The split in the Second International in 1914 dramatically expressed the insurmountable limits of its proclaimed internationalism. Surprising though they were to many contemporary observers, the events of the summer of that year were the result of pre-existing tensions that were long hidden behind radically worded compromise resolutions in the congresses of the International. In general, these pre-existing tensions had been assessed with a focus on the question of militarism, the colonial question and even the problems of patriotism and nationalism. Less attention, in relative terms, has been paid to the question of migrations, even though it was an important debate of the first decade of the 20th century. Drawing upon a wide range of secondary literature, socialist newspapers from different countries and archive materials of the Second International, this paper will explore the debates of the Amsterdam (1904) and especially the Stuttgart (1907) congresses, against the background of the ideas and development of the different socialist parties, particularly those of countries and regions of immigration such as Argentina, the United States, Australia and South Africa. More generally, it seeks to draw some conclusions about the tensions that have crossed the global history of the working class in terms of nationalism and racism.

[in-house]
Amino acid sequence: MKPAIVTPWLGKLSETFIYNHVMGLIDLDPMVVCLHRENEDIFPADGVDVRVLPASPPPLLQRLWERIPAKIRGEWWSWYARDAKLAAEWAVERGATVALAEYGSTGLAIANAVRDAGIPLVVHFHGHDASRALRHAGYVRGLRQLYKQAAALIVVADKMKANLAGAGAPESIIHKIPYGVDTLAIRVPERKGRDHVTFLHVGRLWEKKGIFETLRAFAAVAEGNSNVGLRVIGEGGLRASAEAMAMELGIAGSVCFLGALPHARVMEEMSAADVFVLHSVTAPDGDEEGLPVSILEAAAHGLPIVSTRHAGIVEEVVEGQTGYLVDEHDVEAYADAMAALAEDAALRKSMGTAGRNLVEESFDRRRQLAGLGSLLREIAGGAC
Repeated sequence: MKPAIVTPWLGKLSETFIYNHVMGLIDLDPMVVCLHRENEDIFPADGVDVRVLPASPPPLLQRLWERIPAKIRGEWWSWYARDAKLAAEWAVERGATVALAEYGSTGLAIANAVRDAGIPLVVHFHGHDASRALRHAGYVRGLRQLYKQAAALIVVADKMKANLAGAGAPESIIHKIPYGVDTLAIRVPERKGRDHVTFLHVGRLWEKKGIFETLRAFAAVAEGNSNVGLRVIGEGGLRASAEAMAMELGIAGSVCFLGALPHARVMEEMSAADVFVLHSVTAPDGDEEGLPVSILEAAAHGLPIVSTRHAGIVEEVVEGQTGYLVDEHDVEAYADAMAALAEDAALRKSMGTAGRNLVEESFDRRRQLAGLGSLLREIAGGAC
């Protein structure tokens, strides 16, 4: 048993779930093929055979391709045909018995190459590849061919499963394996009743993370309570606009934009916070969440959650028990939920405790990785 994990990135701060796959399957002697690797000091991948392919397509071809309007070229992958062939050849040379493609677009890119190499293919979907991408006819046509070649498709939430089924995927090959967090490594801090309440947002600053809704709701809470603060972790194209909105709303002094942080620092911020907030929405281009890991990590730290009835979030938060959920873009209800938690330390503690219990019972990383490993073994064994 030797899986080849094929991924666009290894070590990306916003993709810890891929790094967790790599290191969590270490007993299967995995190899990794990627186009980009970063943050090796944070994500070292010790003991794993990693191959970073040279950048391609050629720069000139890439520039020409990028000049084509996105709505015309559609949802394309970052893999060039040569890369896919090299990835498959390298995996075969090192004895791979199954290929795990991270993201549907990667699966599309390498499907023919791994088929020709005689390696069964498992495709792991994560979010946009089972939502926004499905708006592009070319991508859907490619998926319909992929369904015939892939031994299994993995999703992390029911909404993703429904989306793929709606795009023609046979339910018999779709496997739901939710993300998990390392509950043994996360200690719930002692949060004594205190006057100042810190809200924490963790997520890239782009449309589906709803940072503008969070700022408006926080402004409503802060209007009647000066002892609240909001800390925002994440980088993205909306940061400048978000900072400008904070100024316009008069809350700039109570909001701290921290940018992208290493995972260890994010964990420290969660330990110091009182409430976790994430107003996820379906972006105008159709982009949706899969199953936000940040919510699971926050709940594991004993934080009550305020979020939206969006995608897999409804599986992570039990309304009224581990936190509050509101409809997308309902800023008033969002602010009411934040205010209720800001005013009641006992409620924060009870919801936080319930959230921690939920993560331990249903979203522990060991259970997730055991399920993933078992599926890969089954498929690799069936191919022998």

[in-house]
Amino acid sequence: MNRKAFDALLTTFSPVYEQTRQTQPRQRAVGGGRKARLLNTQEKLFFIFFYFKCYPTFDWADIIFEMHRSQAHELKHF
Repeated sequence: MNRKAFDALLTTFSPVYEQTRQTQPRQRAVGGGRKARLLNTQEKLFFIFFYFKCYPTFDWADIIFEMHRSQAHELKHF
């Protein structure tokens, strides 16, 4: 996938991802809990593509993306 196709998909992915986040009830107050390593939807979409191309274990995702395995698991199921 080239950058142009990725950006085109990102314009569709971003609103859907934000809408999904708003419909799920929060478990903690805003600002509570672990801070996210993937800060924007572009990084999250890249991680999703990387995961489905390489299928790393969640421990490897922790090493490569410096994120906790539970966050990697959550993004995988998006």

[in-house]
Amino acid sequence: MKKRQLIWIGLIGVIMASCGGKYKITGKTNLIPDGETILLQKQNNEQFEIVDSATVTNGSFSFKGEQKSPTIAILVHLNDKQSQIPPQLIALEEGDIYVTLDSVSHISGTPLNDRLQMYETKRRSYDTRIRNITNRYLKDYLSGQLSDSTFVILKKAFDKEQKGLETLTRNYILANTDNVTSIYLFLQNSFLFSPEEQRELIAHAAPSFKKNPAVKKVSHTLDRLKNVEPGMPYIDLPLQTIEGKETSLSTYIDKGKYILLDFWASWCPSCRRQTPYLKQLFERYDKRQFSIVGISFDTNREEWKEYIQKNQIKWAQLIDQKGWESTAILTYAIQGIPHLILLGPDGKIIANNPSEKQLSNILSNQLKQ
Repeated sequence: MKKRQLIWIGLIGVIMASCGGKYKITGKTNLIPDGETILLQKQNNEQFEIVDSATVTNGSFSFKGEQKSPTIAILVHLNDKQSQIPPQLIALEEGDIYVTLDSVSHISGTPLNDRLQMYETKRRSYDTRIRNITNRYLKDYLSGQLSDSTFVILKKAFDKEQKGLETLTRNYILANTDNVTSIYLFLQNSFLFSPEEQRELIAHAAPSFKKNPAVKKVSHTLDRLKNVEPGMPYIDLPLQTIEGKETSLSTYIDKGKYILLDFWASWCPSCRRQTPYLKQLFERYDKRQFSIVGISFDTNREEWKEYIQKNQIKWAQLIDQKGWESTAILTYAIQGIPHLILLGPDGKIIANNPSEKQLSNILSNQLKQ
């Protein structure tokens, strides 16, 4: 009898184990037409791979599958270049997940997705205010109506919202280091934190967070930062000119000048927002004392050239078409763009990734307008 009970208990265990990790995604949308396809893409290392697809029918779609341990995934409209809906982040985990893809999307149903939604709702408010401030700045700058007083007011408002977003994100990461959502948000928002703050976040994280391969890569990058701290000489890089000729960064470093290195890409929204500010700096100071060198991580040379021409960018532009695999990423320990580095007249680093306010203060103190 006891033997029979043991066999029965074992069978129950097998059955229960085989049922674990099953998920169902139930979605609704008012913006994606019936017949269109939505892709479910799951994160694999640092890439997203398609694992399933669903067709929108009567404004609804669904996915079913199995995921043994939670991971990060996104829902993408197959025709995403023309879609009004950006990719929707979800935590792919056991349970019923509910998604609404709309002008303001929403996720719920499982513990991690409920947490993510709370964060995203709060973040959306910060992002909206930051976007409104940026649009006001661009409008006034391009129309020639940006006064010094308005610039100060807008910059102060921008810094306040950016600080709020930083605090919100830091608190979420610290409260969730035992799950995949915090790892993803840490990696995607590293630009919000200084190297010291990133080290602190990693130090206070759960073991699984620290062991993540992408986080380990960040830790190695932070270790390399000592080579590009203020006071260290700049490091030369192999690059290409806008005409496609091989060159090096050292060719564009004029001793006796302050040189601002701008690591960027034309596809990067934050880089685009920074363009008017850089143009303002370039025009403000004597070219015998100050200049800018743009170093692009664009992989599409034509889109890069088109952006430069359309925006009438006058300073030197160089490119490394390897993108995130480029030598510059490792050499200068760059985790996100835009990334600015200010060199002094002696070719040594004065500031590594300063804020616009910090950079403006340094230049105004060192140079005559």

|Status||Geaccepteerd/in druk - 2021|